In addition to the work of the WP-EFF, the DAC tackles aid effectiveness issues through its other working parties and regular activities.
The DAC maintains and makes available unique and definitive statistics on the global aid effort. Its Working Party on Statistics tracks official development assistance over time, providing a firm basis for analytical work on aid trends and for assessments of aid effectiveness. Beyond the traditional OECD aid donors, its data collection also includes other official and private flows to developing countries.
One of the DAC’s important tasks is to conduct regular peer reviews of its members’ development policies, strategies and activities. Each year, the DAC conducts regular peer reviews of four or five of its members. These reviews look at how members are putting into practice the policy work carried out by the DAC, and how they are responding to international commitments and to their own national goals. These reviews are designed to encourage positive change, support mutual learning and raise the overall effectiveness of aid throughout the donor community.
Other aid effectiveness work is carried out by the DAC’s networks—global fora that bring together experts in various fields.
The Network on Development Evaluation supports robust, informed and independent evaluation of aid activities. This Network promotes joint reviews of the effectiveness of aid, such as the Evaluation of the Implementation of the Paris Declaration. It also works to improve the standards and norms used in evaluations. The 30 Evaluation Network members include heads of evaluation from all DAC member countries and from the African Development Bank (AfDB), Asian Development Bank (ADB), European Bank for Reconstruction and Development (EBRD) and the World Bank.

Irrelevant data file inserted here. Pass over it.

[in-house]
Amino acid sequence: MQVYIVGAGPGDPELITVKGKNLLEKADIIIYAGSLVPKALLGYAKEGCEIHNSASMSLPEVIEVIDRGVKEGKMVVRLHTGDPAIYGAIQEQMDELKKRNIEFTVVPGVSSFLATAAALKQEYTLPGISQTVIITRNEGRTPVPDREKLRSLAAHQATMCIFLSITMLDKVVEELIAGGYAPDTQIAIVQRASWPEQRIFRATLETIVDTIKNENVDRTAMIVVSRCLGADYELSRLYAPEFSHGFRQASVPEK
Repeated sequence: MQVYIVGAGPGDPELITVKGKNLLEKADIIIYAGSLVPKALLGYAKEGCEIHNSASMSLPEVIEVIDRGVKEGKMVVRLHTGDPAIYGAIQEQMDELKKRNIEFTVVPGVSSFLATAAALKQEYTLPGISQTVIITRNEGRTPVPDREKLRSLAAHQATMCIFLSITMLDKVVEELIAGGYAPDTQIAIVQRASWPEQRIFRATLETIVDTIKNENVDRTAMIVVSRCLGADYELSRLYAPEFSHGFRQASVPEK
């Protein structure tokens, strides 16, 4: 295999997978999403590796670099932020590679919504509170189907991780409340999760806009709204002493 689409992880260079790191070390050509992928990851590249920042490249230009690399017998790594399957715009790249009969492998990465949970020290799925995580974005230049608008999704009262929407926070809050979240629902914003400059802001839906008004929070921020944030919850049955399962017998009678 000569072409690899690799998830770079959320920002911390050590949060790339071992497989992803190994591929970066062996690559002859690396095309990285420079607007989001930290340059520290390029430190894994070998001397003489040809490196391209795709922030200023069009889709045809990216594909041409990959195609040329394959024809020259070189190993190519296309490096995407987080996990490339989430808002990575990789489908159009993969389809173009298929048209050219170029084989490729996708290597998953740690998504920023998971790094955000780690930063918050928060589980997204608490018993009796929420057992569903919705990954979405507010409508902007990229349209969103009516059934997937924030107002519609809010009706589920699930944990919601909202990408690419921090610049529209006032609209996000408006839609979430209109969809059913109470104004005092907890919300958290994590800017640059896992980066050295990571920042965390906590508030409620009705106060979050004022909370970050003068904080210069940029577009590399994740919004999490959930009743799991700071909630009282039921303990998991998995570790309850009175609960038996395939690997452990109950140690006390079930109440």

The DAC’s Network on Gender Equality, GENDERNET, produces practical tools to help integrate gender equality and women’s empowerment into all aspects of development co-operation. It is currently focusing on the implementation of the Paris Declaration, designing a set of guiding principles to show how women’s empowerment can be clearly integrated into aid effectiveness efforts to increase their impact.
The Network on Environment and Development Co-operation, ENVIRONET, aims to enhance the coherence of OECD country policies in the areas of environment and development co-operation, as called for by the Paris Declaration.
The DAC’s Network on Poverty Reduction, POVNET, promotes economic growth for poverty reduction, stressing the importance of both the rate and the pattern of growth, and works to ensure that growth is broad-based and inclusive. Subjects of workshops held by this network have included applying Paris Declaration principles in agriculture and infrastructure.
The Network on Governance and Capacity Development, GOVNET, helps donors to be more effective in supporting democratic governance. It offers a forum to exchange experiences and lessons, identify and disseminate good practice, and develop policy and analytical tools. It has produced important publications on themes such as fighting corruption, building institutions and ensuring human rights are placed at the centre of aid effectiveness efforts.